Cars circling like hawks, searching for unoccupied parking lots. People pounce on empty shopping carts like cats to mice, while some still dig into their pockets or purses frantically for the required RM1 coin. The long queue at the opened counters increases as shoppers add to the line, seemingly never to diminish.
Really, shopping on weekends could be taxing – or particularly, shopping at a supermarket frequented by mostly the Chinese, this weekend. Most of them were doing their last minute shopping, adding loads of items – particularly food stuff into the already-full shopping cart(s). Mandarin oranges went by boxes, which were originally stacked high up to the ceiling. Biscuits of all sorts were furiously snatched up; as were the assortments of sweets and chocolates.
It was as though the things sold at the supermarket were being given away for free, judging from the full shopping carts. I am not a frequent shopper, which explains how resigned I was when I looked all about me and saw the endless racks of food, the sea of heads, and the din that enveloped me the whole of this morning. I notice that there are a few essential skills that one has to put into good use.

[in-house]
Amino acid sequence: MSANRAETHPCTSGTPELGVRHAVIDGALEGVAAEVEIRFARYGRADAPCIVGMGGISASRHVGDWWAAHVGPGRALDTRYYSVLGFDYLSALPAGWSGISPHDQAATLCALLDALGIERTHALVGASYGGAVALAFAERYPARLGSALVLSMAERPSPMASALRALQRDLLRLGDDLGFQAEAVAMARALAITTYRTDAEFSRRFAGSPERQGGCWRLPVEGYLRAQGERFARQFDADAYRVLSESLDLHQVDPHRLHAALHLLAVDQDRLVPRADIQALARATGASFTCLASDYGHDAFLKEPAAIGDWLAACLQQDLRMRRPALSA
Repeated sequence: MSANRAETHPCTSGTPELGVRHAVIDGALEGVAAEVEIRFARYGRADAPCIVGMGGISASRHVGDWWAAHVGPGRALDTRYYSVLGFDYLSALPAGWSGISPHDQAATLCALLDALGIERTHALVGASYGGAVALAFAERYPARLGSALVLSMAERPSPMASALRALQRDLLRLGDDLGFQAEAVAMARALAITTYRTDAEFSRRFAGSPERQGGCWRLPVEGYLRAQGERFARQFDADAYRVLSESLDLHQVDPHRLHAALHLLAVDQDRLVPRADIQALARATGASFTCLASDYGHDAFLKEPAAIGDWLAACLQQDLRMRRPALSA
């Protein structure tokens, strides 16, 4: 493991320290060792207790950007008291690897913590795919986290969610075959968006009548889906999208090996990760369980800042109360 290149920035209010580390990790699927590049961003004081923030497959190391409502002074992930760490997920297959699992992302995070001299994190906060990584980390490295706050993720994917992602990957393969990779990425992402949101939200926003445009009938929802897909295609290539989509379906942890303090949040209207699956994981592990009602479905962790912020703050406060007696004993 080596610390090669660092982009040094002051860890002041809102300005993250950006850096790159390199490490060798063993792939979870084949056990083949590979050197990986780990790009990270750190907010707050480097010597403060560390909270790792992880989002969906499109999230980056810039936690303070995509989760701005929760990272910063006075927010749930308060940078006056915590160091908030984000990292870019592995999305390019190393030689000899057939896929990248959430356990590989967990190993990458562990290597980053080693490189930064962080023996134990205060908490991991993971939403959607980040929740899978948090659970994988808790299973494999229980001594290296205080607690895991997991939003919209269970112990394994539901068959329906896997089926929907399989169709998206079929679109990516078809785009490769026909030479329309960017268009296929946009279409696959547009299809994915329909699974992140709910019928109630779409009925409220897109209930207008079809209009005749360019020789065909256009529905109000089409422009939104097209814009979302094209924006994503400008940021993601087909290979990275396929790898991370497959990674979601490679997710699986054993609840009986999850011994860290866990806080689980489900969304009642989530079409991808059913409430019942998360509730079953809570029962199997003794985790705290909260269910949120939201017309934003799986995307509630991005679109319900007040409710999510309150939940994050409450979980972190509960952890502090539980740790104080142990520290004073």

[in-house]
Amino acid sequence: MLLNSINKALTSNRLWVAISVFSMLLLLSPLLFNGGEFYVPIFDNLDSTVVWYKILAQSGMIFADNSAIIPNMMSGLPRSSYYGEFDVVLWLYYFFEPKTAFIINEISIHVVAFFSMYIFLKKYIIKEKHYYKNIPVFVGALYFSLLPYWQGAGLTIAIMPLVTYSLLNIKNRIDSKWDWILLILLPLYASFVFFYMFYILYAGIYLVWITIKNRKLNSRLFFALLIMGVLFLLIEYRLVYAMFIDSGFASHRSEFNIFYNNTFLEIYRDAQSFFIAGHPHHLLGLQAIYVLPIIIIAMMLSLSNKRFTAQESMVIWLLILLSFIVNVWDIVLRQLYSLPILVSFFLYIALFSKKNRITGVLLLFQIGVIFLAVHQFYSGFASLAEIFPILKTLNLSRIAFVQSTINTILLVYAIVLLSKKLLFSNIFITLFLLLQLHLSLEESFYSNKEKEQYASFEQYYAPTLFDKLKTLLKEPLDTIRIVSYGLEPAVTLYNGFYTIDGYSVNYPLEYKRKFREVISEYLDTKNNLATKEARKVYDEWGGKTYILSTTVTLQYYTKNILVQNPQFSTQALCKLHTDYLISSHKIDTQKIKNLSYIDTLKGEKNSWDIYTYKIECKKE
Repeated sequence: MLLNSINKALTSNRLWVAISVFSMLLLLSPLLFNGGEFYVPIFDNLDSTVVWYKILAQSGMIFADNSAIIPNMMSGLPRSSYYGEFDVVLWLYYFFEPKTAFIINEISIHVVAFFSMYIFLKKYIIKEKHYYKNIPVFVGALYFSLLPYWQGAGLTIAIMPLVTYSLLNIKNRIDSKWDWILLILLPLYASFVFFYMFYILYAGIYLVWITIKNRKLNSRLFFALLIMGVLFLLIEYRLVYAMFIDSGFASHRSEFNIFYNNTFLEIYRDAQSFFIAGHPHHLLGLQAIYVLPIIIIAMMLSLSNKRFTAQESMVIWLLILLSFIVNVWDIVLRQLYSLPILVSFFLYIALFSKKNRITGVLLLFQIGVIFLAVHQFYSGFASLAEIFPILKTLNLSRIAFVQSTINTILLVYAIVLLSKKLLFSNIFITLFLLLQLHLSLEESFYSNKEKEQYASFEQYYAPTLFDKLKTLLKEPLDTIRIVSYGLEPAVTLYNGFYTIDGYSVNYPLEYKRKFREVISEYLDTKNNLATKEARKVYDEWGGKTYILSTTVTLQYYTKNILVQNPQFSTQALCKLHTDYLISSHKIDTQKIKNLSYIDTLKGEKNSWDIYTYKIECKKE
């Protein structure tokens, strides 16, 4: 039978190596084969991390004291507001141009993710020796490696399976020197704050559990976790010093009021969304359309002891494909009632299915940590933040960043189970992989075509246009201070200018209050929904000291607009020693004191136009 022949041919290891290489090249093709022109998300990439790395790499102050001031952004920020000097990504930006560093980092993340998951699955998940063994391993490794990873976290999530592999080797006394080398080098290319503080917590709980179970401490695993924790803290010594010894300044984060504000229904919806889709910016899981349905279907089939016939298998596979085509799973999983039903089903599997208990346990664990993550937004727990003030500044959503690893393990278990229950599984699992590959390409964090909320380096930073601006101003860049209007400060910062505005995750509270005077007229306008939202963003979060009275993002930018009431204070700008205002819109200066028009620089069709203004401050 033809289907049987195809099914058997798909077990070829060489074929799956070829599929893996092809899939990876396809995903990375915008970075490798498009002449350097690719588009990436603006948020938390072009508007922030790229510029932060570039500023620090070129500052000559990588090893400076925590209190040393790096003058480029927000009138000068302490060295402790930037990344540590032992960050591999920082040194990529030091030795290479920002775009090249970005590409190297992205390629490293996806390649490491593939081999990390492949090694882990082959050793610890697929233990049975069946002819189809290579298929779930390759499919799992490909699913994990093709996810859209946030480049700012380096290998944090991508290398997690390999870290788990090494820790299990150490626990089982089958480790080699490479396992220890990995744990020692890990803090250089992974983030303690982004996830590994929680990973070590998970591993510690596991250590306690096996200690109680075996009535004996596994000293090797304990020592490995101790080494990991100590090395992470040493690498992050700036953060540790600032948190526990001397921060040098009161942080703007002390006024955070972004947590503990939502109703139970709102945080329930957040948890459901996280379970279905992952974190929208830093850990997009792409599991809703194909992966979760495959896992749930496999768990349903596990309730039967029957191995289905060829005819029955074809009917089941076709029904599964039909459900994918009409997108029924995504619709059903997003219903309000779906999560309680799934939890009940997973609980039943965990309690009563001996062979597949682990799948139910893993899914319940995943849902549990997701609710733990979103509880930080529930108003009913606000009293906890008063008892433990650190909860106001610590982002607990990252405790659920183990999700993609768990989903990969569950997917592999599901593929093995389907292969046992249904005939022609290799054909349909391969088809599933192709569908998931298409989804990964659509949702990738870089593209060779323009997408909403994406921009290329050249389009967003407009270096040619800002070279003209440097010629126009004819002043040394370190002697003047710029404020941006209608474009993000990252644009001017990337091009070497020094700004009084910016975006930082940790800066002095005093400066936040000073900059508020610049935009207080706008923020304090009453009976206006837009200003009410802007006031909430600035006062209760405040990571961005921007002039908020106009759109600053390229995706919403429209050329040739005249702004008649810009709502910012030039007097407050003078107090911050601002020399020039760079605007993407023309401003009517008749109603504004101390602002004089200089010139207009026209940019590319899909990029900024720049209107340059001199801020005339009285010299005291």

The narrow lanes are chocked full of people, and various items on the racks tower from every corner. You need to literally rub shoulders with others to get from the dairy section to the vegetables. Some of the shoppers, while busy browsing through the selections and checking for expiry dates, may just be taking up the very inch of space that you need for the shopping cart to go through. Times like these, all you need is a quick lesson on maneuvering the shopping cart.
While a majority of shoppers may know what they want to buy and where to get it from within the supermarket – in other words, they do know what to do – unfortunately, there are those who are left confused because they forgot to bring along the shopping list, which is probably still stuck on the refridgerator door back at home. Or that they simply lost track of the location of the desired item. Therefore, they choose to either tread slowly while racking their brains or suddenly stop smack right in front of your shopping cart, making you pause in your tracks lest you run the shopping cart right through them. Thinking about it now, prodding them with the shopping cart is not that bad an idea, really.
Tempers run high when the queue becomes too long; kids bawl upon realising that they had wandered a bit too far from their mothers. The irksome beeping from the counters; shopping carts colliding with each other; coupled with the noisy music and human voices – it all seemed as though it would never end.
What a crazed shopping trip that was.
On air now: Ten Minutes, The Get Up Kids